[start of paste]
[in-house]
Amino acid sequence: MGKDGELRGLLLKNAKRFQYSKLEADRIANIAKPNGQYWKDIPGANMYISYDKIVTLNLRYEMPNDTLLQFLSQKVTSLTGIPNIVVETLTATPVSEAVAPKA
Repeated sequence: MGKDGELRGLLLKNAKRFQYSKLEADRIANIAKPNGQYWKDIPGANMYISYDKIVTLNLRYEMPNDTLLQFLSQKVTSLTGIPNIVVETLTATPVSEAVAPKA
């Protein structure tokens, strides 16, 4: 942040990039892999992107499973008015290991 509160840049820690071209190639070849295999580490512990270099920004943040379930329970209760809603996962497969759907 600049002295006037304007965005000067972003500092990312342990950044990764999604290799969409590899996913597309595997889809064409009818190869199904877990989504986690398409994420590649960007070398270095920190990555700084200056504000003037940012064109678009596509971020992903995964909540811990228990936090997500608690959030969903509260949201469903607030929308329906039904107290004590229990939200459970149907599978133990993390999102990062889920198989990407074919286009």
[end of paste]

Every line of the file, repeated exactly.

[in-house]
Amino acid sequence: MGKDGELRGLLLKNAKRFQYSKLEADRIANIAKPNGQYWKDIPGANMYISYDKIVTLNLRYEMPNDTLLQFLSQKVTSLTGIPNIVVETLTATPVSEAVAPKA
Repeated sequence: MGKDGELRGLLLKNAKRFQYSKLEADRIANIAKPNGQYWKDIPGANMYISYDKIVTLNLRYEMPNDTLLQFLSQKVTSLTGIPNIVVETLTATPVSEAVAPKA
């Protein structure tokens, strides 16, 4: 942040990039892999992107499973008015290991 509160840049820690071209190639070849295999580490512990270099920004943040379930329970209760809603996962497969759907 600049002295006037304007965005000067972003500092990312342990950044990764999604290799969409590899996913597309595997889809064409009818190869199904877990989504986690398409994420590649960007070398270095920190990555700084200056504000003037940012064109678009596509971020992903995964909540811990228990936090997500608690959030969903509260949201469903607030929308329906039904107290004590229990939200459970149907599978133990993390999102990062889920198989990407074919286009």